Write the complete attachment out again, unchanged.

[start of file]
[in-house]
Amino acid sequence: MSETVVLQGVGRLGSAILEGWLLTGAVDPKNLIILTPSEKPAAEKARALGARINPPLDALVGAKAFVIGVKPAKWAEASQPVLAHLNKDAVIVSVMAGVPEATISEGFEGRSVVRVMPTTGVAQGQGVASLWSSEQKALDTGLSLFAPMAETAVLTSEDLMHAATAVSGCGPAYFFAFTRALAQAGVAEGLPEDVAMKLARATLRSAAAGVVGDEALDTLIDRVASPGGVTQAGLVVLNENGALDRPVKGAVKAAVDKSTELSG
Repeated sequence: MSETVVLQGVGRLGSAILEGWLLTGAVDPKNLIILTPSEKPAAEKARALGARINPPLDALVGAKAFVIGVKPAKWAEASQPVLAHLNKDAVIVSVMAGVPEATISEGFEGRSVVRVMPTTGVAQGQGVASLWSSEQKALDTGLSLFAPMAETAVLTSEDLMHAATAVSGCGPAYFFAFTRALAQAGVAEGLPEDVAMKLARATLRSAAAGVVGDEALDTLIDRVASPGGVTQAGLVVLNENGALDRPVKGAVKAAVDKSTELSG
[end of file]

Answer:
[in-house]
Amino acid sequence: MSETVVLQGVGRLGSAILEGWLLTGAVDPKNLIILTPSEKPAAEKARALGARINPPLDALVGAKAFVIGVKPAKWAEASQPVLAHLNKDAVIVSVMAGVPEATISEGFEGRSVVRVMPTTGVAQGQGVASLWSSEQKALDTGLSLFAPMAETAVLTSEDLMHAATAVSGCGPAYFFAFTRALAQAGVAEGLPEDVAMKLARATLRSAAAGVVGDEALDTLIDRVASPGGVTQAGLVVLNENGALDRPVKGAVKAAVDKSTELSG
Repeated sequence: MSETVVLQGVGRLGSAILEGWLLTGAVDPKNLIILTPSEKPAAEKARALGARINPPLDALVGAKAFVIGVKPAKWAEASQPVLAHLNKDAVIVSVMAGVPEATISEGFEGRSVVRVMPTTGVAQGQGVASLWSSEQKALDTGLSLFAPMAETAVLTSEDLMHAATAVSGCGPAYFFAFTRALAQAGVAEGLPEDVAMKLARATLRSAAAGVVGDEALDTLIDRVASPGGVTQAGLVVLNENGALDRPVKGAVKAAVDKSTELSG